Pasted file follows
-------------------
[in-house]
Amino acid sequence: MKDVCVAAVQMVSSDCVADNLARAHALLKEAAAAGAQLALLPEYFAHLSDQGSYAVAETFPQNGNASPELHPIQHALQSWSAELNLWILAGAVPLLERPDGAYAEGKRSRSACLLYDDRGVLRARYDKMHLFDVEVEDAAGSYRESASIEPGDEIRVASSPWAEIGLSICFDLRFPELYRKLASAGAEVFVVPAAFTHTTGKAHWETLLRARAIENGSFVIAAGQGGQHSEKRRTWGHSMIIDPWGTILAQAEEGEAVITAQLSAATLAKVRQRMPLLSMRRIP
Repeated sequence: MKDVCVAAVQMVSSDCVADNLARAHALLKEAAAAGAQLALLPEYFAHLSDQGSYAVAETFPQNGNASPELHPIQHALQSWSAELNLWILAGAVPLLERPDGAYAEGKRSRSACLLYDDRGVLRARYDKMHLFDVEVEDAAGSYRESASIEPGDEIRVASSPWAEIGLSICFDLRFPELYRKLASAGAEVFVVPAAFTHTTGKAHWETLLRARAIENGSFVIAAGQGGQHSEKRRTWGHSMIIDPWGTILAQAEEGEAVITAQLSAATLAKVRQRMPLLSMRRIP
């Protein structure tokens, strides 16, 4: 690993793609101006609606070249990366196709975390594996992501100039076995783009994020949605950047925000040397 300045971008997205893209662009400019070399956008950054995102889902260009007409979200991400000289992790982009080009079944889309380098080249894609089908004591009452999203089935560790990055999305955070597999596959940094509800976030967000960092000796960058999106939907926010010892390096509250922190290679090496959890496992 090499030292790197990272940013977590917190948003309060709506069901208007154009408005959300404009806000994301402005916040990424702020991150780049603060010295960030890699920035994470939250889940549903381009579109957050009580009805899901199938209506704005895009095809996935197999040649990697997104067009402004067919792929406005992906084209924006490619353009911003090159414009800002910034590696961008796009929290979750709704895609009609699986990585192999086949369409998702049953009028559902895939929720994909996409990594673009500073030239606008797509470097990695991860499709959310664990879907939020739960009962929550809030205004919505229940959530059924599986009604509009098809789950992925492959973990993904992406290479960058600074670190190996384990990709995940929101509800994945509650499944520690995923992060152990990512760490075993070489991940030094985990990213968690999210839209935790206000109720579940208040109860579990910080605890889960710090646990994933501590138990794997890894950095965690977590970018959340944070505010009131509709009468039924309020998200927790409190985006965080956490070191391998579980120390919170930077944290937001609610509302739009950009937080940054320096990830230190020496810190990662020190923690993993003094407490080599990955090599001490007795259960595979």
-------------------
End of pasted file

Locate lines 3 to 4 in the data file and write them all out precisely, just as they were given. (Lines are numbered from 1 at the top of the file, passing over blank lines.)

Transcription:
Repeated sequence: MKDVCVAAVQMVSSDCVADNLARAHALLKEAAAAGAQLALLPEYFAHLSDQGSYAVAETFPQNGNASPELHPIQHALQSWSAELNLWILAGAVPLLERPDGAYAEGKRSRSACLLYDDRGVLRARYDKMHLFDVEVEDAAGSYRESASIEPGDEIRVASSPWAEIGLSICFDLRFPELYRKLASAGAEVFVVPAAFTHTTGKAHWETLLRARAIENGSFVIAAGQGGQHSEKRRTWGHSMIIDPWGTILAQAEEGEAVITAQLSAATLAKVRQRMPLLSMRRIP
């Protein structure tokens, strides 16, 4: 690993793609101006609606070249990366196709975390594996992501100039076995783009994020949605950047925000040397 300045971008997205893209662009400019070399956008950054995102889902260009007409979200991400000289992790982009080009079944889309380098080249894609089908004591009452999203089935560790990055999305955070597999596959940094509800976030967000960092000796960058999106939907926010010892390096509250922190290679090496959890496992 090499030292790197990272940013977590917190948003309060709506069901208007154009408005959300404009806000994301402005916040990424702020991150780049603060010295960030890699920035994470939250889940549903381009579109957050009580009805899901199938209506704005895009095809996935197999040649990697997104067009402004067919792929406005992906084209924006490619353009911003090159414009800002910034590696961008796009929290979750709704895609009609699986990585192999086949369409998702049953009028559902895939929720994909996409990594673009500073030239606008797509470097990695991860499709959310664990879907939020739960009962929550809030205004919505229940959530059924599986009604509009098809789950992925492959973990993904992406290479960058600074670190190996384990990709995940929101509800994945509650499944520690995923992060152990990512760490075993070489991940030094985990990213968690999210839209935790206000109720579940208040109860579990910080605890889960710090646990994933501590138990794997890894950095965690977590970018959340944070505010009131509709009468039924309020998200927790409190985006965080956490070191391998579980120390919170930077944290937001609610509302739009950009937080940054320096990830230190020496810190990662020190923690993993003094407490080599990955090599001490007795259960595979």